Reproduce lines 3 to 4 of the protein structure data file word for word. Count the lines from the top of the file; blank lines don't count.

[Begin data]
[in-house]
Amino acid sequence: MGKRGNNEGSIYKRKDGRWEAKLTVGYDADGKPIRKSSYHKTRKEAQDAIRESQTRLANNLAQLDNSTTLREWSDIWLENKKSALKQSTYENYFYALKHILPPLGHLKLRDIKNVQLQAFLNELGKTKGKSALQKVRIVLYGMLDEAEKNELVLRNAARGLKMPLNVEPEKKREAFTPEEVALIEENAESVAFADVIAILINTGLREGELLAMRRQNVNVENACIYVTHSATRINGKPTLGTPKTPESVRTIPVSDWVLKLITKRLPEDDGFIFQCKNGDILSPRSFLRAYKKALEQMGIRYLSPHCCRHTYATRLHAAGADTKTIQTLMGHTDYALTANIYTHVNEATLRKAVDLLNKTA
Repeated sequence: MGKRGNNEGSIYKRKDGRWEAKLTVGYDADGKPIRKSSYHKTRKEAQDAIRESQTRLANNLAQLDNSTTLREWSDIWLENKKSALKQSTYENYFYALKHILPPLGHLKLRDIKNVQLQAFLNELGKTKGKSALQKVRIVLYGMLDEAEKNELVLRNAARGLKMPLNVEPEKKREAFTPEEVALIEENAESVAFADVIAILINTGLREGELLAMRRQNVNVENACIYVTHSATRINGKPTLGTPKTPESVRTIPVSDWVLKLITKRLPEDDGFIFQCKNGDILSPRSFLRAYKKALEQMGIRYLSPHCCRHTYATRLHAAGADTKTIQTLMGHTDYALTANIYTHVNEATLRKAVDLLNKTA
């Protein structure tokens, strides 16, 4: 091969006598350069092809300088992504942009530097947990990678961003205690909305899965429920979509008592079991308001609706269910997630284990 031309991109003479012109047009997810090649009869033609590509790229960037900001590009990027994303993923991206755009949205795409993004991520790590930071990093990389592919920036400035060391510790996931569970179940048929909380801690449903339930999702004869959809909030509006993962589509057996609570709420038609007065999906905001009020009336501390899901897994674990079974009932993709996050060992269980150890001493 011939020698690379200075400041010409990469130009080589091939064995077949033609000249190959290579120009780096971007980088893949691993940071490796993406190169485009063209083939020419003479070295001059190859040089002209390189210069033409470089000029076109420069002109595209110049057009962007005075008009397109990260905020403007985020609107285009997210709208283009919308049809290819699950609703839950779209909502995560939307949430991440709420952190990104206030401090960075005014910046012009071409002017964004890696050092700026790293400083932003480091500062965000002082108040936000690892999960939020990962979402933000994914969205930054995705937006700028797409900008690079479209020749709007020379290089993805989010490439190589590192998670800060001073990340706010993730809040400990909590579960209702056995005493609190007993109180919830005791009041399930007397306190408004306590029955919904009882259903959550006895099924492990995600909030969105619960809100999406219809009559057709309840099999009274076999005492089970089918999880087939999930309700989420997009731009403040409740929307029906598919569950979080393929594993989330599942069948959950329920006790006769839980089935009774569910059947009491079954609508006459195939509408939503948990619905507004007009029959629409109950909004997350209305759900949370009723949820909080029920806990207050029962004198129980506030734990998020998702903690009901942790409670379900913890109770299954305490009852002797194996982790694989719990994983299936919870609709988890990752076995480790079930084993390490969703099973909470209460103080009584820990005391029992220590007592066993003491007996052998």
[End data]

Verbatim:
Repeated sequence: MGKRGNNEGSIYKRKDGRWEAKLTVGYDADGKPIRKSSYHKTRKEAQDAIRESQTRLANNLAQLDNSTTLREWSDIWLENKKSALKQSTYENYFYALKHILPPLGHLKLRDIKNVQLQAFLNELGKTKGKSALQKVRIVLYGMLDEAEKNELVLRNAARGLKMPLNVEPEKKREAFTPEEVALIEENAESVAFADVIAILINTGLREGELLAMRRQNVNVENACIYVTHSATRINGKPTLGTPKTPESVRTIPVSDWVLKLITKRLPEDDGFIFQCKNGDILSPRSFLRAYKKALEQMGIRYLSPHCCRHTYATRLHAAGADTKTIQTLMGHTDYALTANIYTHVNEATLRKAVDLLNKTA
């Protein structure tokens, strides 16, 4: 091969006598350069092809300088992504942009530097947990990678961003205690909305899965429920979509008592079991308001609706269910997630284990 031309991109003479012109047009997810090649009869033609590509790229960037900001590009990027994303993923991206755009949205795409993004991520790590930071990093990389592919920036400035060391510790996931569970179940048929909380801690449903339930999702004869959809909030509006993962589509057996609570709420038609007065999906905001009020009336501390899901897994674990079974009932993709996050060992269980150890001493 011939020698690379200075400041010409990469130009080589091939064995077949033609000249190959290579120009780096971007980088893949691993940071490796993406190169485009063209083939020419003479070295001059190859040089002209390189210069033409470089000029076109420069002109595209110049057009962007005075008009397109990260905020403007985020609107285009997210709208283009919308049809290819699950609703839950779209909502995560939307949430991440709420952190990104206030401090960075005014910046012009071409002017964004890696050092700026790293400083932003480091500062965000002082108040936000690892999960939020990962979402933000994914969205930054995705937006700028797409900008690079479209020749709007020379290089993805989010490439190589590192998670800060001073990340706010993730809040400990909590579960209702056995005493609190007993109180919830005791009041399930007397306190408004306590029955919904009882259903959550006895099924492990995600909030969105619960809100999406219809009559057709309840099999009274076999005492089970089918999880087939999930309700989420997009731009403040409740929307029906598919569950979080393929594993989330599942069948959950329920006790006769839980089935009774569910059947009491079954609508006459195939509408939503948990619905507004007009029959629409109950909004997350209305759900949370009723949820909080029920806990207050029962004198129980506030734990998020998702903690009901942790409670379900913890109770299954305490009852002797194996982790694989719990994983299936919870609709988890990752076995480790079930084993390490969703099973909470209460103080009584820990005391029992220590007592066993003491007996052998």